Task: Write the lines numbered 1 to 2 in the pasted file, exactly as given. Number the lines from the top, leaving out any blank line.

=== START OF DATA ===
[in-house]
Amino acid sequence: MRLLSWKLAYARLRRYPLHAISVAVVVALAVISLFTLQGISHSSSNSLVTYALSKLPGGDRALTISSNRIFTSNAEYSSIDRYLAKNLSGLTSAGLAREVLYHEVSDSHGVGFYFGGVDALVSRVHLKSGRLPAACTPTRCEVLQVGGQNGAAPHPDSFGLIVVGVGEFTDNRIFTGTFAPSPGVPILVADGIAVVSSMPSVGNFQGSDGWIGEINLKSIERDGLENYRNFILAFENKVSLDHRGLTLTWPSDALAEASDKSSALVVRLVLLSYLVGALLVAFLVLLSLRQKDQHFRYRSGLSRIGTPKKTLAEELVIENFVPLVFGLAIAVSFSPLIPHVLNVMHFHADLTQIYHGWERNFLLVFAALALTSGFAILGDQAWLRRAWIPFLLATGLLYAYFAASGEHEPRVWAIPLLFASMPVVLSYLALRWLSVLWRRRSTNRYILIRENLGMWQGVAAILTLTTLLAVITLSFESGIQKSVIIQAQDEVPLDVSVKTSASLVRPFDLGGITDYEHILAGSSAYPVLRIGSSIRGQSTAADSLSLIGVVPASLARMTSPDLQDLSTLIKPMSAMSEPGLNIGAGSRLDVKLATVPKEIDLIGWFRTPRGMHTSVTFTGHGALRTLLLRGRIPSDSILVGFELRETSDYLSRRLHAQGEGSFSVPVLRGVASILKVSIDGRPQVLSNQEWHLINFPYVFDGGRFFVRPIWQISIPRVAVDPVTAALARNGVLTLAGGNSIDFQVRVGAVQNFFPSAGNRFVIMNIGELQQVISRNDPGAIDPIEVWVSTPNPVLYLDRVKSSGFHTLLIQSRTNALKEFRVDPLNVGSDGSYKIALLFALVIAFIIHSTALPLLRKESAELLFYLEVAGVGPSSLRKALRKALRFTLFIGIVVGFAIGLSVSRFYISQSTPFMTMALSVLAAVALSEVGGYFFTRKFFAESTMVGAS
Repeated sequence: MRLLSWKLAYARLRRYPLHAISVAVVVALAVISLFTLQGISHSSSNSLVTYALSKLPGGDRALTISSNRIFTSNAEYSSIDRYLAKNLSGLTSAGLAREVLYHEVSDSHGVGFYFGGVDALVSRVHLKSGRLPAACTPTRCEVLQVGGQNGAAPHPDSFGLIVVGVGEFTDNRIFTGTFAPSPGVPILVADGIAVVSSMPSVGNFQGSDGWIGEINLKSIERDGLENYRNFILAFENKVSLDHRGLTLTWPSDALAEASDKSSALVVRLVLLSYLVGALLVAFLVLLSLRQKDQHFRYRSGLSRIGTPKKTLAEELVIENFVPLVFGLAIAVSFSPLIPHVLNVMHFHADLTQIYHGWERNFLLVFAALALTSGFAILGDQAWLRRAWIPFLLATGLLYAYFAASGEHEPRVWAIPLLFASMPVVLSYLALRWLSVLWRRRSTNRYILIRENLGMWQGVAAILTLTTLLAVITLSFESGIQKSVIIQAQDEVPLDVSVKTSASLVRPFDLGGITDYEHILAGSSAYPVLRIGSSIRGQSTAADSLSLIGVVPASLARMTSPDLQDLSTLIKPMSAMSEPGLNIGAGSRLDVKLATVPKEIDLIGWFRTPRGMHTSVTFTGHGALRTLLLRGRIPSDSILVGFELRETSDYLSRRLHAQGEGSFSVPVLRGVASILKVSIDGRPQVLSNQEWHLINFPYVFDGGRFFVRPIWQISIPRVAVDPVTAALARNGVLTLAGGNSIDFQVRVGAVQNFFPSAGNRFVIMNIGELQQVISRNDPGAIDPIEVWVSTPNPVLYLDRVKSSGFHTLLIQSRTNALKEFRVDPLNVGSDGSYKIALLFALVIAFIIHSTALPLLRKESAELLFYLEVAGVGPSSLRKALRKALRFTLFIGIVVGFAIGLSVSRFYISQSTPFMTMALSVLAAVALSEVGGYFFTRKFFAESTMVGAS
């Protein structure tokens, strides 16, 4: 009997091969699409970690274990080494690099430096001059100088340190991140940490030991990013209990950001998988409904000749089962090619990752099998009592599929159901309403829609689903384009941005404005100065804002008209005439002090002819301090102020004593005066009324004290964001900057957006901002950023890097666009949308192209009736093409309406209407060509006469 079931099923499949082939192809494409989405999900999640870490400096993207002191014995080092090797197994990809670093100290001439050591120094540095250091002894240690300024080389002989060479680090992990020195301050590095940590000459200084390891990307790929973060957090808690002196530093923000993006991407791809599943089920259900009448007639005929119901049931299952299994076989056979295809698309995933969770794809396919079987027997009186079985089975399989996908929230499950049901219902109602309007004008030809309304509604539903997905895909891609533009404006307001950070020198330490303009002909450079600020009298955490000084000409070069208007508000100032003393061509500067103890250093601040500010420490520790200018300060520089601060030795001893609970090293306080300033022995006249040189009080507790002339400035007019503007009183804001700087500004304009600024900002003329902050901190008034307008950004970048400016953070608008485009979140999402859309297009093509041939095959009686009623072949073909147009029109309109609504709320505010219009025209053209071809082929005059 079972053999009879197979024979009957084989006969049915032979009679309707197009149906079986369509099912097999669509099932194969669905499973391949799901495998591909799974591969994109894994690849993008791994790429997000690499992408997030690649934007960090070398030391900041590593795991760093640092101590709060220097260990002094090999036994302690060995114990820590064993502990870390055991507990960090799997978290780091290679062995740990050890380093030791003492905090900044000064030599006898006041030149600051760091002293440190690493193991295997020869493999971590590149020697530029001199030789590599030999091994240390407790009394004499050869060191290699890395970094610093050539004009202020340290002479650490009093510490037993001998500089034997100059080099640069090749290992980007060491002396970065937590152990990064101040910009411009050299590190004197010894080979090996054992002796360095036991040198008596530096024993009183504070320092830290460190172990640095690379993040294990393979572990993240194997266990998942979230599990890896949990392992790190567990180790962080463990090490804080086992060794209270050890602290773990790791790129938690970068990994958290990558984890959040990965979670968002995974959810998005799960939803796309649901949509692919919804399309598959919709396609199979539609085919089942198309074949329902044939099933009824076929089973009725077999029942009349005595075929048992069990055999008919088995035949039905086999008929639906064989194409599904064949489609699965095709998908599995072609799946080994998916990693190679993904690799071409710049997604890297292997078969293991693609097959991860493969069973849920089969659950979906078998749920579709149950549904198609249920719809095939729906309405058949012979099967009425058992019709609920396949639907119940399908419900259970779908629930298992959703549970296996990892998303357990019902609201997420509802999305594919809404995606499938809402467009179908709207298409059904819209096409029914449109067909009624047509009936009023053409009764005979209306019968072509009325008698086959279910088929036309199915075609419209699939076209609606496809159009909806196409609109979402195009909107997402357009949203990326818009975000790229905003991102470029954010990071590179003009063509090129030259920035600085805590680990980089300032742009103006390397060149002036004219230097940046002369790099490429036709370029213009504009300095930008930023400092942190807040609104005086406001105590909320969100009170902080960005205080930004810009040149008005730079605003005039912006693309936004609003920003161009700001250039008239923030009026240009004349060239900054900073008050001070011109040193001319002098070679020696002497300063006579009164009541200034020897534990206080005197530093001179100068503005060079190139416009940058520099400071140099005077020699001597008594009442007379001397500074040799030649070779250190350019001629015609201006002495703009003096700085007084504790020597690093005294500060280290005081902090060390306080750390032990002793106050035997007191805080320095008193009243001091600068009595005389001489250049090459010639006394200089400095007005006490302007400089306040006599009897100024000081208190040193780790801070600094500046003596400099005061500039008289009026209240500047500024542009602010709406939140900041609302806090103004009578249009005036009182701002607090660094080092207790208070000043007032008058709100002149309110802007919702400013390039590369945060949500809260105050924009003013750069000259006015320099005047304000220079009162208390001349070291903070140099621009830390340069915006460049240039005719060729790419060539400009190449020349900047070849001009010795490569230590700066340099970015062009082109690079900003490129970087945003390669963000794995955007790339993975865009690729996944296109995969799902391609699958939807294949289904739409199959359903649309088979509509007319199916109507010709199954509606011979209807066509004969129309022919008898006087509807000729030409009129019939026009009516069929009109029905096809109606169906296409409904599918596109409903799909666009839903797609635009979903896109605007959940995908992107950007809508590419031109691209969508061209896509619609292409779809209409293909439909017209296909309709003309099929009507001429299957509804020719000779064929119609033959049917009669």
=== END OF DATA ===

[in-house]
Amino acid sequence: MRLLSWKLAYARLRRYPLHAISVAVVVALAVISLFTLQGISHSSSNSLVTYALSKLPGGDRALTISSNRIFTSNAEYSSIDRYLAKNLSGLTSAGLAREVLYHEVSDSHGVGFYFGGVDALVSRVHLKSGRLPAACTPTRCEVLQVGGQNGAAPHPDSFGLIVVGVGEFTDNRIFTGTFAPSPGVPILVADGIAVVSSMPSVGNFQGSDGWIGEINLKSIERDGLENYRNFILAFENKVSLDHRGLTLTWPSDALAEASDKSSALVVRLVLLSYLVGALLVAFLVLLSLRQKDQHFRYRSGLSRIGTPKKTLAEELVIENFVPLVFGLAIAVSFSPLIPHVLNVMHFHADLTQIYHGWERNFLLVFAALALTSGFAILGDQAWLRRAWIPFLLATGLLYAYFAASGEHEPRVWAIPLLFASMPVVLSYLALRWLSVLWRRRSTNRYILIRENLGMWQGVAAILTLTTLLAVITLSFESGIQKSVIIQAQDEVPLDVSVKTSASLVRPFDLGGITDYEHILAGSSAYPVLRIGSSIRGQSTAADSLSLIGVVPASLARMTSPDLQDLSTLIKPMSAMSEPGLNIGAGSRLDVKLATVPKEIDLIGWFRTPRGMHTSVTFTGHGALRTLLLRGRIPSDSILVGFELRETSDYLSRRLHAQGEGSFSVPVLRGVASILKVSIDGRPQVLSNQEWHLINFPYVFDGGRFFVRPIWQISIPRVAVDPVTAALARNGVLTLAGGNSIDFQVRVGAVQNFFPSAGNRFVIMNIGELQQVISRNDPGAIDPIEVWVSTPNPVLYLDRVKSSGFHTLLIQSRTNALKEFRVDPLNVGSDGSYKIALLFALVIAFIIHSTALPLLRKESAELLFYLEVAGVGPSSLRKALRKALRFTLFIGIVVGFAIGLSVSRFYISQSTPFMTMALSVLAAVALSEVGGYFFTRKFFAESTMVGAS